Traditional CBT approaches have been found to be effacious for treating residual positive and negative symptoms in psychotic disorders, but their effectiveness for treating affective problems (anxiety, depression etc.) is less clear. It is the affective symptoms as well as symptom-related distress and internalized stigma that mindfulness-based approaches might best impact. A number of mindfulness-based interventions for psychosis have already been developed, with different specific focuses including mindfulness meditation, acceptance based protocols and compassion based approaches. The APA already considers one mindfulness approach, Acceptance and Commitment Therapy, to be an empirically supported treatment for psychosis (as an aside, the Finnish Current Care Guidelines for schizophrenia do not currently mention any mindfulness-related interventions).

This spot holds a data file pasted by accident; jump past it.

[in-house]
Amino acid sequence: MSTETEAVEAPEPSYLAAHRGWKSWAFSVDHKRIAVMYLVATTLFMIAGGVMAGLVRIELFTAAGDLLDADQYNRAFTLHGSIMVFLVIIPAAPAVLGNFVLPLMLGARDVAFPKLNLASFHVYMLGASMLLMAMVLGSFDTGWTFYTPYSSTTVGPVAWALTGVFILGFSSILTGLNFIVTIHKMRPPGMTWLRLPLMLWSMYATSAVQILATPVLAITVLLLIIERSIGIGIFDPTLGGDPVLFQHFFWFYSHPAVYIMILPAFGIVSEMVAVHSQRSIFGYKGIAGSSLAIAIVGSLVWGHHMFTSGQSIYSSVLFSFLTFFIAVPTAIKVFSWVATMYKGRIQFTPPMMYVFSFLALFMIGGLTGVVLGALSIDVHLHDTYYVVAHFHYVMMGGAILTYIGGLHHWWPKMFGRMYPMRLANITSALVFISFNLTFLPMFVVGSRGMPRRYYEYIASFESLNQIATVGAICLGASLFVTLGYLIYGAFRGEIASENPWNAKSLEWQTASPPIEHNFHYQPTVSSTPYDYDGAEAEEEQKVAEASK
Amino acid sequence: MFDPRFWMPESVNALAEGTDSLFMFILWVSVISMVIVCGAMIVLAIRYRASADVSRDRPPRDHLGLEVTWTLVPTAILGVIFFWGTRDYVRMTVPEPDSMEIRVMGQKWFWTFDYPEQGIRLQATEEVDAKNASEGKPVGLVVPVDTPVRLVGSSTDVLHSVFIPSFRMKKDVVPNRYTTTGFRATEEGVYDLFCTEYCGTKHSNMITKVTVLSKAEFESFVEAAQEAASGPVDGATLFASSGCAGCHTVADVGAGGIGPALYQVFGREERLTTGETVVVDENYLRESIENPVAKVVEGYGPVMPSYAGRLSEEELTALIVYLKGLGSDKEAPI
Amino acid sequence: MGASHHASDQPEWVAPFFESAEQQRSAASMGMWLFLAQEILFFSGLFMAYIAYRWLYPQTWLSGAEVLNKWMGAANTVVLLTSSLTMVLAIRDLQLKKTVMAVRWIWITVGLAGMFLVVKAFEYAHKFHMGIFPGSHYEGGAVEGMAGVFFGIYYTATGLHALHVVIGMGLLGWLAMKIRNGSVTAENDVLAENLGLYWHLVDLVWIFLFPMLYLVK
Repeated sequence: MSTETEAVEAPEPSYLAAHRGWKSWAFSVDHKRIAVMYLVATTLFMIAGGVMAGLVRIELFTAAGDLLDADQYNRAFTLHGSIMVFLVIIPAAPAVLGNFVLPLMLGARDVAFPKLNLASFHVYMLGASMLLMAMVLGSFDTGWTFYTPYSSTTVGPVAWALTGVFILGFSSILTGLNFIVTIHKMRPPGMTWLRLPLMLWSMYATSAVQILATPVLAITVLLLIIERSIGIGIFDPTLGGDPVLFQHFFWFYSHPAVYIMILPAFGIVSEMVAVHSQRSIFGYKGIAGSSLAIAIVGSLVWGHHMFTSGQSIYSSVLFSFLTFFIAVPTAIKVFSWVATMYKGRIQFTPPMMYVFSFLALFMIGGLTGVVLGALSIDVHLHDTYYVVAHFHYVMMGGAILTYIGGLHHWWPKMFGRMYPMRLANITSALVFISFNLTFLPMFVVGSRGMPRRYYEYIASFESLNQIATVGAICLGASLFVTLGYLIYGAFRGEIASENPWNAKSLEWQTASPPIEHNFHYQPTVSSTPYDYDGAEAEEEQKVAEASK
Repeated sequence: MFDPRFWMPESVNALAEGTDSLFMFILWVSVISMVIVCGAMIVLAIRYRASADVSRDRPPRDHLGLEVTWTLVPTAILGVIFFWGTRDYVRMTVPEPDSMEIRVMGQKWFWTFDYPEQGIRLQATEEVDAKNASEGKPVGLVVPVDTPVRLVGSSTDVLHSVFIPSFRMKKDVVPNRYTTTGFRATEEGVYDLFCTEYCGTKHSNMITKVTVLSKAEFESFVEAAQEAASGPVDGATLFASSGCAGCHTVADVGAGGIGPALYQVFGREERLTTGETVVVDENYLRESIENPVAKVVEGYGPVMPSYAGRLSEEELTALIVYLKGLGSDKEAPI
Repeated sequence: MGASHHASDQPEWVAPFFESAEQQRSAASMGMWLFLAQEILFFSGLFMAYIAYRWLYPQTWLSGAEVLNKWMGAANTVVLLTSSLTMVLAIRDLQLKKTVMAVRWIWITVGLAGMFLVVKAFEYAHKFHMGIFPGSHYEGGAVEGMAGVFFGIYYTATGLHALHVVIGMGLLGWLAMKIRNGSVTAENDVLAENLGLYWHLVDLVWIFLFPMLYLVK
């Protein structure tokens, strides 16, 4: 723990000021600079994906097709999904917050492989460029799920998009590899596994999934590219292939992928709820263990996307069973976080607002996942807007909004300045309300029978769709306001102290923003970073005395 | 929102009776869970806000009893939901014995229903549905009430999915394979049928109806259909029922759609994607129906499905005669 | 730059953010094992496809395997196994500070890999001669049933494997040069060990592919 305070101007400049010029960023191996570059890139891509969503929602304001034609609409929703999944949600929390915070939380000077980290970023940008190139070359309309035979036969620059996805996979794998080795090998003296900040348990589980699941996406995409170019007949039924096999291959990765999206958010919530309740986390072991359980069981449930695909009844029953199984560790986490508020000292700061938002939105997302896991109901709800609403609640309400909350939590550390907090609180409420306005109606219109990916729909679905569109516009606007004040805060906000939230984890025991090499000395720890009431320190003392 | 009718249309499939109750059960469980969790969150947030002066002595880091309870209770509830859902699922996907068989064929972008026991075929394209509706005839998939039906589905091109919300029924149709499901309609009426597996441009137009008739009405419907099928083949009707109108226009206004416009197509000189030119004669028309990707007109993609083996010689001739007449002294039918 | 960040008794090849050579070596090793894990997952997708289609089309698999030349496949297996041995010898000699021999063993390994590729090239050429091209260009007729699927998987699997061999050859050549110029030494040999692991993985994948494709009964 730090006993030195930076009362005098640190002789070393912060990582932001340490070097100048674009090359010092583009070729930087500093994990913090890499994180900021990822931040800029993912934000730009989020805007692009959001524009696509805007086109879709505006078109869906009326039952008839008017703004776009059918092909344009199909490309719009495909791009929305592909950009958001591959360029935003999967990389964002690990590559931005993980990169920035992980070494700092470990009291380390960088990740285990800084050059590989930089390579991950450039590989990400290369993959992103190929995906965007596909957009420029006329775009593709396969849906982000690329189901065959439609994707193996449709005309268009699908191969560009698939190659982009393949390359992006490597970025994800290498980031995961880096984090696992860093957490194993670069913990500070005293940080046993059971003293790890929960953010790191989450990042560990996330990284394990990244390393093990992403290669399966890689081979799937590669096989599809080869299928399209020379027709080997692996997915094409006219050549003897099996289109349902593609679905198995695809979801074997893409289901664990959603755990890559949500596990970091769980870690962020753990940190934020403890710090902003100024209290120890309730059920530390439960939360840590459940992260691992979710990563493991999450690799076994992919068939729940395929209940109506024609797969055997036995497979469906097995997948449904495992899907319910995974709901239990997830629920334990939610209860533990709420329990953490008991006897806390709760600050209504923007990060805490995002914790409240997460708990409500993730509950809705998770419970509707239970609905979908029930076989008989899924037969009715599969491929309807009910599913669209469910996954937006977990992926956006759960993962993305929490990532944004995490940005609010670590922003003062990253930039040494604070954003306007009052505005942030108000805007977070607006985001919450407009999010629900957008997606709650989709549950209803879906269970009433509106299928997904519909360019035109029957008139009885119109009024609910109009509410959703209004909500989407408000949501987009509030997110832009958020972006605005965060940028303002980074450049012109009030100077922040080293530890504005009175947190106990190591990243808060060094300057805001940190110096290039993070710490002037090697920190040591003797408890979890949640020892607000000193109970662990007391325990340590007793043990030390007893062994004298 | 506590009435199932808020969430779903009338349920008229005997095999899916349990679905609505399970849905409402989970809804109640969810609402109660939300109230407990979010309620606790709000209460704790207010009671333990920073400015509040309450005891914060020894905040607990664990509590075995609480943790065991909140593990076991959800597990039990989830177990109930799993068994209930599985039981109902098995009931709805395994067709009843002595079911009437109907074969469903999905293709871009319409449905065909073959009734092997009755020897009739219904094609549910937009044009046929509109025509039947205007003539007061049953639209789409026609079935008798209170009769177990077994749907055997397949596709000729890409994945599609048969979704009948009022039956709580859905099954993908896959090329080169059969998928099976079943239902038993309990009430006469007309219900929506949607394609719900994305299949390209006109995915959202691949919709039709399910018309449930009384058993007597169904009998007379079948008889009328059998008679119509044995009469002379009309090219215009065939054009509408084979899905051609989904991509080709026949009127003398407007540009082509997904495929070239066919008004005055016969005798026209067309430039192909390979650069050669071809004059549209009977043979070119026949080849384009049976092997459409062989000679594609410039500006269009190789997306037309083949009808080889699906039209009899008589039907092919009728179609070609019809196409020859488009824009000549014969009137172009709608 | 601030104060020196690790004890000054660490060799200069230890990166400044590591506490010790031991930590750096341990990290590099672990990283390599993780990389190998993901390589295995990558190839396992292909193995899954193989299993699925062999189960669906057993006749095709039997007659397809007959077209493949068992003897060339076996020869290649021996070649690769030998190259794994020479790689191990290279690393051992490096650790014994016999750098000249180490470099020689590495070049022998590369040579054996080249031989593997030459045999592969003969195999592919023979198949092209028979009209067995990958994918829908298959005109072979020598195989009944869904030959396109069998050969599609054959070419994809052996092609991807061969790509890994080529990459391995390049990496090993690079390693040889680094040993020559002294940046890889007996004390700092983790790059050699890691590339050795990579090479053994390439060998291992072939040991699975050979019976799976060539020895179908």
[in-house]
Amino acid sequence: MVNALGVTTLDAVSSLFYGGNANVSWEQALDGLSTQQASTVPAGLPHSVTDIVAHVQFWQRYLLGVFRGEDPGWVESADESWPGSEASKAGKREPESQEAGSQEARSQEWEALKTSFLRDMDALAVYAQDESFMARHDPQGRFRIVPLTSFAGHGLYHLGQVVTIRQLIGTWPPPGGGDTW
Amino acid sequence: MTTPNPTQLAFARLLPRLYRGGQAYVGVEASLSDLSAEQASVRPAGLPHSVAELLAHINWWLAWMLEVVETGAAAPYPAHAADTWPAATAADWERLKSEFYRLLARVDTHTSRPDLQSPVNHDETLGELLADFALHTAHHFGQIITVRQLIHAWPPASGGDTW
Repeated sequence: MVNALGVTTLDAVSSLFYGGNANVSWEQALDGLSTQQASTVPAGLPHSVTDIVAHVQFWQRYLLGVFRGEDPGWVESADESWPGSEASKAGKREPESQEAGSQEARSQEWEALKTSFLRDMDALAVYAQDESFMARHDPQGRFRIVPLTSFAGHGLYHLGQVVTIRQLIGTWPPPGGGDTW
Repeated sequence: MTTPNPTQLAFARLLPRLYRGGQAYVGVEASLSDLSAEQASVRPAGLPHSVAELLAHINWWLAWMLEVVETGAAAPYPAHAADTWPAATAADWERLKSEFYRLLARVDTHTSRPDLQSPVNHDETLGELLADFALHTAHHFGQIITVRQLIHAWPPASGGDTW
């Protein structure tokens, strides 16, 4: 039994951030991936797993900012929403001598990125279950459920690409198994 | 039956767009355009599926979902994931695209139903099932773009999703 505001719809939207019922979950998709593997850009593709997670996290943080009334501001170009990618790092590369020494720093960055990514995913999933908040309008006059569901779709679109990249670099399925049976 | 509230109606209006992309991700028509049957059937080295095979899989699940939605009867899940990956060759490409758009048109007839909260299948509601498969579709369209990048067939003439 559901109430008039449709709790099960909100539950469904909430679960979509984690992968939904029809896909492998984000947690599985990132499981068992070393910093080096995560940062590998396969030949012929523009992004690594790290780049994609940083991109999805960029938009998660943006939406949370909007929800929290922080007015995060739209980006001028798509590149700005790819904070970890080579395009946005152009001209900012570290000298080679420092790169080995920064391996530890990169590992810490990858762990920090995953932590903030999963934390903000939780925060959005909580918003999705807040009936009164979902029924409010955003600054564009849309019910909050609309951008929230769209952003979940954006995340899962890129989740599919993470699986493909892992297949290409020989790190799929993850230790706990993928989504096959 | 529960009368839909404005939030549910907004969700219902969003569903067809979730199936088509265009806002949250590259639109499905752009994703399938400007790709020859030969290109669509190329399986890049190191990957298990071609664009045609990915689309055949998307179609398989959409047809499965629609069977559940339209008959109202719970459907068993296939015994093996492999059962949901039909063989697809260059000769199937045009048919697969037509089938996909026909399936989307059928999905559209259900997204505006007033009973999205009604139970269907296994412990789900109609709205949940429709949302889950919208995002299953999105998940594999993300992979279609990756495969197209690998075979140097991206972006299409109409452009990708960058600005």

No meta-analyses on the effectiveness of mindfulness methods for treatment of psychosis have been carried out so far, nor is much known about what roles different components may play in their effectiveness. The aim in this article was thus to conduct “a meta-analysis of the currently existing studies that form the emerging evidence-base for mindfulness treatments for psychosis”. The result is an “effect-size analysis (1) to quantify the size of the effect of mindfulness interventions for psychotic disorders; and (2) to investigate and quantify the moderators of the effectiveness of mindfulness interventions for psychosis.”

Out of 378 potential articles initially identified, 14 were included in the final meta-analysis, representing 13 studies on 468 individuals with different psychotic spectrum disorders. The studies varied in the interventions used, the quality and stringency of methodology, the measures used to study clinical effectiveness, as well as the participants, but all represented mindfulness-based approaches for psychosis. Six studies featured pre-post analyses only, while the rest had control groups of different kinds.